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United States Ambassador to Jamaica, Her Excellency Pamela Bridgewater, has expressed satisfaction with the extent of work being undertaken by Jamaican and United States law enforcement agencies to reduce and, ultimately, eliminate the lottery scam.

Speaking at a Lottery Scam Forum, hosted by Jamaica National Building Society (JNBS), at the Terra Nova Hotel in St. Andrew on Wednesday (November 7),

Mrs. Bridgewater noted that United States law enforcement agencies have been working "closely and vigorously" with their Jamaican counterparts in collaborative efforts to combat the scam, since it surfaced several years ago.

She pointed to a special task force established within the US Embassy, comprising US Immigrations and Customs Enforcement (ICE), and Postal Service, which has been leading the support extended by the US to Jamaica. These agencies, she added, have been working “very diligently” with the Jamaica Constabulary Force (JCF) and the Customs Department.

“We also work on programmes, projects and operations in the United States with the cooperation of the JCF, and we work on cases in our own country (for which our authorities) will request extradition. We (also) work with the JCF on local investigations, (and) continue with ongoing identification and intelligence sharing,” the Ambassador informed.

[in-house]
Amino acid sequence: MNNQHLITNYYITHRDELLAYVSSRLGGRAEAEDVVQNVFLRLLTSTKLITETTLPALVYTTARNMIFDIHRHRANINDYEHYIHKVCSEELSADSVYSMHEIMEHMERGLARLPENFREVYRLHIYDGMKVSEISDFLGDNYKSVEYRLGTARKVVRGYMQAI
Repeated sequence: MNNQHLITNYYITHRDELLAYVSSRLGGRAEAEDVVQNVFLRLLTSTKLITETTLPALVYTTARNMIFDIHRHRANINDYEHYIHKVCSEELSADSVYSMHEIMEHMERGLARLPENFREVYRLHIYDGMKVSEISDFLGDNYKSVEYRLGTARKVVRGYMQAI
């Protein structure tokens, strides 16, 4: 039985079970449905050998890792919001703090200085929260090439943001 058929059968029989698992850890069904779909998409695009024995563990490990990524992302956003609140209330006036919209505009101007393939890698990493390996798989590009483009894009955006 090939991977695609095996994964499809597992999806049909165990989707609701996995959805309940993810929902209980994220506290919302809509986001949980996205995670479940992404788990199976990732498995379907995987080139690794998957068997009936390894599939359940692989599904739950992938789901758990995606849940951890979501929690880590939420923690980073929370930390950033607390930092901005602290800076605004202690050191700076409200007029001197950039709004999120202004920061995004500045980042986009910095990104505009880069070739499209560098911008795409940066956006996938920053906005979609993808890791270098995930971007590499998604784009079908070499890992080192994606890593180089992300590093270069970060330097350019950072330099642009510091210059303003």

In outlining the extent and impact of the lottery scam, Mrs. Bridgewater said data generated by the US Federal Trade Commission from reports filed,  showed that American citizens, who were victims, were fleeced of upwards of US$42 million by scammers in Jamaica, over a three-year period, ending 2011.

This, she pointed out, amounted to an average of just over US$20 million per year for the period. Citing examples, she said 18 victims were reported in South Florida, from whom some US$5.5 million were fleeced, averaging approximately US$69 million per person. 

She said the US Government is pleased to partner with the Jamaican authorities, noting that, “we are making progress”.

"I am (also) pleased about the legislation that we understand is going to be taking effect (in Jamaica),” she said.

Ambassador Bridgewater warned lottery fraudsters that they are not outside and beyond the reach of the law, pointing out that “they are simply dead wrong, if they think so".

“It is not an easy road, but the impact is being felt (and) there is much more to be done. I pledge our commitment to continue (our efforts), so that we can win this war with a comprehensive strategy that addresses both enforcement and prevention, which are needed. We won’t stop until justice prevails,” Mrs. Bridgewater assured.